Re: Quick Question About Korean Input Methods

From: verdy_p (
Date: Fri Jan 08 2010 - 12:47:02 CST

  • Next message: Jeroen Ruigrok van der Werven: "Re: Quick Question About Korean Input Methods"

    > Message du 08/01/10 10:30
    > De : "Jeroen Ruigrok van der Werven"
    > A : "Curtis Clark"
    > Copie à : "Unicode Mailing List"
    > Objet : Re: Quick Question About Korean Input Methods
    > -On [20100108 06:58], Curtis Clark ( wrote:
    > >She could not think of one (Korean is her first language, but she has
    > >lived in the US since she was a teenager), but if you can think of an
    > >example, I'll pass it on.
    > Could also be because us 'Westerners' look at IME use a bit differently than
    > natives.
    > I remembered on which mailinglist I asked about this (how to enter in a
    > specific IME) and dug up the example:
    > gae-ul: 개울 (stream; brook)
    > ga-eul: 가을 (autumn; fall)
    > In normal transliteration and IME entry you'd write gaeul in both cases, but
    > you really need the syllable marker to specify which you mean.

    For this example you don't need to type any syllable separation marker if you type Hangul vowels directly without
    "decomposing" them into their Latin transliteration. A and AE are distinct vowels in Hangul, typed differently. The
    same is true for U and EU.

    So you'll type really: G, AE, U, L for the first example, and as soon as you type the second vowel (U) the empty
    consonnant IEUNG is implied before it. Of course you may also type the IEUNG consonnant between them (because it has
    its own key on Hangul keyboards).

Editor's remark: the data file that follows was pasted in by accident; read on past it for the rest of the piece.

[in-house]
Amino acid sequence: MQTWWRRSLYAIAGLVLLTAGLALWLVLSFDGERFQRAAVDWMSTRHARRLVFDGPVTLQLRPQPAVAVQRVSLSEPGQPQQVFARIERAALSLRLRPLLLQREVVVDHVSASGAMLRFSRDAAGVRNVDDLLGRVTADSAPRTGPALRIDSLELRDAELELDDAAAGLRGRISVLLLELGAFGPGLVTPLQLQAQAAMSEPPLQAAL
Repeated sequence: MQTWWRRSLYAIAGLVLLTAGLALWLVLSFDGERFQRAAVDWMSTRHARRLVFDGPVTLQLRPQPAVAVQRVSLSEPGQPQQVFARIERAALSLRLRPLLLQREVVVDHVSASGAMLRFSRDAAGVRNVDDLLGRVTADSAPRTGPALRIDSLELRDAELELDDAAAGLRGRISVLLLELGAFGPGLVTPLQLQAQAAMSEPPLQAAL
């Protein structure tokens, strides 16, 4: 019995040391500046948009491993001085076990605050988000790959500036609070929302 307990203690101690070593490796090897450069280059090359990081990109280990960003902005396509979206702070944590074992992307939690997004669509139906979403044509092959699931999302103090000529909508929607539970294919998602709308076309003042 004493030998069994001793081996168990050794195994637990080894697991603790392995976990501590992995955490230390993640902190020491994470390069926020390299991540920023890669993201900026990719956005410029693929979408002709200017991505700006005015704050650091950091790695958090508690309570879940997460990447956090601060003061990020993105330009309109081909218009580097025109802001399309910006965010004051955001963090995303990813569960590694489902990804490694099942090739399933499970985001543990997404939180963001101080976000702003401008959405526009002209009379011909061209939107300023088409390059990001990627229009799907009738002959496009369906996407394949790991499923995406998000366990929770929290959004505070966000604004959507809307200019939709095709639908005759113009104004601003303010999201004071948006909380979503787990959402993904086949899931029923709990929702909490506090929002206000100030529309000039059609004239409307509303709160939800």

The real complexity does not seem to be within the separation of groups of vowels (unless Hangul is also used to
    write foreign diphtongs, without inserting any IEUNG between them), but in the separation of groups of consonnants
    like STR when they occur between vowels: it is not clear where the syllable break occurs, even if this does not
    change the rendering when using linear Hangul instead of presenting syllables in squares.

    I asked to the list how Korean transliterates the foreign diphtongs and leading multiple consonnants into Hangul:
    How would Korean would write names like Maastricht ? Either as "M A S T - R I S T" with always a single leading
    consonnant in the second syllable but two final consonnants on the first one, or as "M A S - T R I S T" ?

    For proper names (including famous political personnalities, or artists, or foreign cities cited in the press, or
    trademarks) that are unbreakable this may be a non-issue as both could be equally valid in Hangul, but when multiple
    consonnants occr at the position of a generative morpheme break, this may not be so simple as there would be no rule
    based just on typed letters. Without an explicit syllable break, only a dictionnary lookup (in IME) or an explicitly
    typed syllable break (using the knowledge of the Korean typist) could reveal what is needed.

    The translitteration of the frequent English diphtongs will also cause problems in Hangul: the automatic insertion
    of IEUNG between vowel pairs may produce incorrect phonology and spelling, even for Korean natives.

    And may be, for most of these foreign names, Koreans already know how to read Latin, and don't attempt to
    translitterate them, so they really type "IBM" without attempting to transliterate it into non meaningful syllabic
    clusters by adding "extra" vowels (those they use when they spell the Latin letters).

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